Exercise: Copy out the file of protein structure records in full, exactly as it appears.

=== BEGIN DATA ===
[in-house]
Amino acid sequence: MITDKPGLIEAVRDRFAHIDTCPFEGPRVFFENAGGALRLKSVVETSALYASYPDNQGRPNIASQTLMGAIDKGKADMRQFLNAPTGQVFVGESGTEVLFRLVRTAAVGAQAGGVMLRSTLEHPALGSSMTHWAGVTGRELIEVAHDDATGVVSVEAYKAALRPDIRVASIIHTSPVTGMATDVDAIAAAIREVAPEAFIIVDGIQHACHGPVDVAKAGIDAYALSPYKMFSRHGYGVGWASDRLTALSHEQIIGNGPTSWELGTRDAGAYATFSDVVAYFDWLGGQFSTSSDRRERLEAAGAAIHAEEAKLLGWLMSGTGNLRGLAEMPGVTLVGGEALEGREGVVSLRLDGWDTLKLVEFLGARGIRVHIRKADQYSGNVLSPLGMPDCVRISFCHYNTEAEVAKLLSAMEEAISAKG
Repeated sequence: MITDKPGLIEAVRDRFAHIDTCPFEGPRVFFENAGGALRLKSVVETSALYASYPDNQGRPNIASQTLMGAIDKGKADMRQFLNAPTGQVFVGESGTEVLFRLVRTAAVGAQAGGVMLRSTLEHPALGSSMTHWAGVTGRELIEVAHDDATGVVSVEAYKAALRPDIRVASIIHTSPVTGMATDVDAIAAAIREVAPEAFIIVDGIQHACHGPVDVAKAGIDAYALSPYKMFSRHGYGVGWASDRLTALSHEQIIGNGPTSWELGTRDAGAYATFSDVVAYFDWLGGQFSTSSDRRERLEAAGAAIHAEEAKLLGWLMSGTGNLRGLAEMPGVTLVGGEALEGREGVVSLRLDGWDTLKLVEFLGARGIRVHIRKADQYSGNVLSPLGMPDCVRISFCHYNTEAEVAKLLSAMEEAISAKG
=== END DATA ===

[in-house]
Amino acid sequence: MITDKPGLIEAVRDRFAHIDTCPFEGPRVFFENAGGALRLKSVVETSALYASYPDNQGRPNIASQTLMGAIDKGKADMRQFLNAPTGQVFVGESGTEVLFRLVRTAAVGAQAGGVMLRSTLEHPALGSSMTHWAGVTGRELIEVAHDDATGVVSVEAYKAALRPDIRVASIIHTSPVTGMATDVDAIAAAIREVAPEAFIIVDGIQHACHGPVDVAKAGIDAYALSPYKMFSRHGYGVGWASDRLTALSHEQIIGNGPTSWELGTRDAGAYATFSDVVAYFDWLGGQFSTSSDRRERLEAAGAAIHAEEAKLLGWLMSGTGNLRGLAEMPGVTLVGGEALEGREGVVSLRLDGWDTLKLVEFLGARGIRVHIRKADQYSGNVLSPLGMPDCVRISFCHYNTEAEVAKLLSAMEEAISAKG
Repeated sequence: MITDKPGLIEAVRDRFAHIDTCPFEGPRVFFENAGGALRLKSVVETSALYASYPDNQGRPNIASQTLMGAIDKGKADMRQFLNAPTGQVFVGESGTEVLFRLVRTAAVGAQAGGVMLRSTLEHPALGSSMTHWAGVTGRELIEVAHDDATGVVSVEAYKAALRPDIRVASIIHTSPVTGMATDVDAIAAAIREVAPEAFIIVDGIQHACHGPVDVAKAGIDAYALSPYKMFSRHGYGVGWASDRLTALSHEQIIGNGPTSWELGTRDAGAYATFSDVVAYFDWLGGQFSTSSDRRERLEAAGAAIHAEEAKLLGWLMSGTGNLRGLAEMPGVTLVGGEALEGREGVVSLRLDGWDTLKLVEFLGARGIRVHIRKADQYSGNVLSPLGMPDCVRISFCHYNTEAEVAKLLSAMEEAISAKG